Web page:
Introducing New Dogs

Thinking about adopting a dog? Good for you! If you already have a dog at home, you should be wondering if he would accept a new dog into the family. Dogs by nature are pack animals, and often enjoy other canine companions. Well-socialized dogs will gain much from each other’s company. Following these tips will make the addition of another dog more successful and less stressful for all humans and animals.

  • Find Neutral Ground Pick a location that is unfamiliar to either dog - such as a park, a friend’s yard, or on a walk through a new neighborhood. You need a place where neither dog will feel it has a territory to defend. Each dog should be on a leash and harness and have a different handler.
  • Use Positive Reinforcement When you first introduce them, let the dogs sniff each other for a few seconds. Next, distract each dog with treats and praise. You want your resident dog to associate the new dog with positive experiences: treats, praise, and attention. Take them for a walk and repeat the introductions and reinforcement periodically until you get to the point where they are smiling and, hopefully, giving the play-bow signal - chest lowered with butt in the air. Always speak in a happy, calm voice during this process. Never scold or yell, or they will associate negative attention with the other dog.
  • Watch Body Language Watch for aggressive body postures: hair standing up on a dog's back, teeth-baring, deep growls, a stiff-legged gait, ears alert and facing forward, tail raised and moving stiffly, or a prolonged stare. If you see any of these signs, distract the dogs from each other calmly and have them perform a sit or a down, giving them praise and a treat when they comply. Cautiously repeat the introductions.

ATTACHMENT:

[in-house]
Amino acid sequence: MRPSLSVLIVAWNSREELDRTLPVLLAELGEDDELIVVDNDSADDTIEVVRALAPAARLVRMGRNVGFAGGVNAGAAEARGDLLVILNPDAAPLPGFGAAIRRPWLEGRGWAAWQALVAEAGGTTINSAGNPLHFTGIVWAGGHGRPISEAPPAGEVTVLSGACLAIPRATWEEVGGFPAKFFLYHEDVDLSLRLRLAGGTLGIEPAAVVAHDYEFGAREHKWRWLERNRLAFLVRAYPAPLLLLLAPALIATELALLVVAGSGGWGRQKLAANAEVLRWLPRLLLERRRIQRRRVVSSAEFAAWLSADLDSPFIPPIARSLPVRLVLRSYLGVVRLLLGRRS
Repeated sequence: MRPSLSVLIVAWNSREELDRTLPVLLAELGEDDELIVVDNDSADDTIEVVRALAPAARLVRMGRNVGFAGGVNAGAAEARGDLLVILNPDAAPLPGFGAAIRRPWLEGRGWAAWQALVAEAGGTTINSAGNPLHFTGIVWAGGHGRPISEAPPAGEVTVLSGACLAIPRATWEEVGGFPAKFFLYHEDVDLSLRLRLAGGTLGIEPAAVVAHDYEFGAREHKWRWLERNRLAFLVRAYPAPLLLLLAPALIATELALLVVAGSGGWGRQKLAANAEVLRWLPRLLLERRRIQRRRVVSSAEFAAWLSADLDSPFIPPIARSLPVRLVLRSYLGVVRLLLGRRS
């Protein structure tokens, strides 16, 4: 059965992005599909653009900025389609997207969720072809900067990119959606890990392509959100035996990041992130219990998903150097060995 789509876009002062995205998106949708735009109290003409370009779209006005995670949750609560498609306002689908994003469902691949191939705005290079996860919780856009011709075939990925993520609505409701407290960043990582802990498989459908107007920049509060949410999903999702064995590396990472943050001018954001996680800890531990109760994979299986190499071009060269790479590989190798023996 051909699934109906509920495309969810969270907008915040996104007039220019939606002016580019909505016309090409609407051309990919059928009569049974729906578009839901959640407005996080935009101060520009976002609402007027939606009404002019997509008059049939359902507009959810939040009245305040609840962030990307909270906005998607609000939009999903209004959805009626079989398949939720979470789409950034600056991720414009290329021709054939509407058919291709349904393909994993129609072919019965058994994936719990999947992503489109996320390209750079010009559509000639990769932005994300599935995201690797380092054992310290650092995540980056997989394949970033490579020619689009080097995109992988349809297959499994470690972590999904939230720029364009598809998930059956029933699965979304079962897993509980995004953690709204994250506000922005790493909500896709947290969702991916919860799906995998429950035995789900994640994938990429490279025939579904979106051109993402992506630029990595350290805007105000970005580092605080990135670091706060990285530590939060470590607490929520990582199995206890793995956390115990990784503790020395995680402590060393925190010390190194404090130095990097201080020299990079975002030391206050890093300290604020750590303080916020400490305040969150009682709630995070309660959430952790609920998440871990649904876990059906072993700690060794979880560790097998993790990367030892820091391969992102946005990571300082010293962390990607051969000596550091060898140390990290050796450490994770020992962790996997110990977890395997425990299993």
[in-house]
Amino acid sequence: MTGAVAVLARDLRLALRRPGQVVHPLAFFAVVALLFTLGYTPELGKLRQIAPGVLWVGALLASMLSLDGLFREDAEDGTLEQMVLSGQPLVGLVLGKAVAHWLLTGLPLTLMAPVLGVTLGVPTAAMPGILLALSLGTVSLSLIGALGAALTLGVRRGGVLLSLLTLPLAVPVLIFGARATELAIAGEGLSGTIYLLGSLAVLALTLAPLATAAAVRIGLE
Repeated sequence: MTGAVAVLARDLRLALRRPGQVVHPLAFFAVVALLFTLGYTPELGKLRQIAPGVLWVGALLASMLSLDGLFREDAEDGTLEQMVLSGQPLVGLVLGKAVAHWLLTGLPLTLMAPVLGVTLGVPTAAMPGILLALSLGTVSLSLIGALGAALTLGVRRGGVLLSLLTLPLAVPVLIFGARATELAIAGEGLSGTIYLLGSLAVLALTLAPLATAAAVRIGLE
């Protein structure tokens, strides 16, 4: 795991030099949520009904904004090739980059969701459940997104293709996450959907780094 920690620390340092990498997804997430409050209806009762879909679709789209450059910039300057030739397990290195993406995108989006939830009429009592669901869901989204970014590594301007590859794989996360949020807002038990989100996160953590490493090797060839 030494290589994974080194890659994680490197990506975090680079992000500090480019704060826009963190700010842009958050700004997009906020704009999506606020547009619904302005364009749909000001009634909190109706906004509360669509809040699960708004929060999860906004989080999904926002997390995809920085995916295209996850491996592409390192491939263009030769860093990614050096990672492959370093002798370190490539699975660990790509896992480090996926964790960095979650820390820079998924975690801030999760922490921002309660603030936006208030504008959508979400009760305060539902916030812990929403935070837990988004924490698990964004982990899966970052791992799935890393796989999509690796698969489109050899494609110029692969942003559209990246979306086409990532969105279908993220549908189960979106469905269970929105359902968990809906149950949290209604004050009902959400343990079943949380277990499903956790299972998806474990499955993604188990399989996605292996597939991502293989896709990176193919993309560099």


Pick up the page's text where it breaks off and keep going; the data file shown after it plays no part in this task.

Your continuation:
• Have Multiple Resident Dogs Already have a pack at home? Members of the existing pack will have a tendency to gang-up on an outsider, so it is best to introduce each resident dog to the new dog individually.
  • Respect Hierarchy (Pack Order) Like all pack animals, dogs establish a social structure and ranking amongst themselves. If humans ignore (or don’t appreciate) this hierarchy, needless fights can break out. Your existing dog will almost always be the higher-ranking dog in the pack. Reinforce his status by always greeting, petting, and feeding him first. If you have a multiple-dog pack already, follow the existing order and assume that the new dog will be lowest in rank.
  • Seek Professional Advice If the introductions are not going smoothly, an animal behaviorist can help guide you through the process. The sooner a professional is involved, the more likely you are to have a well-adjusted pack.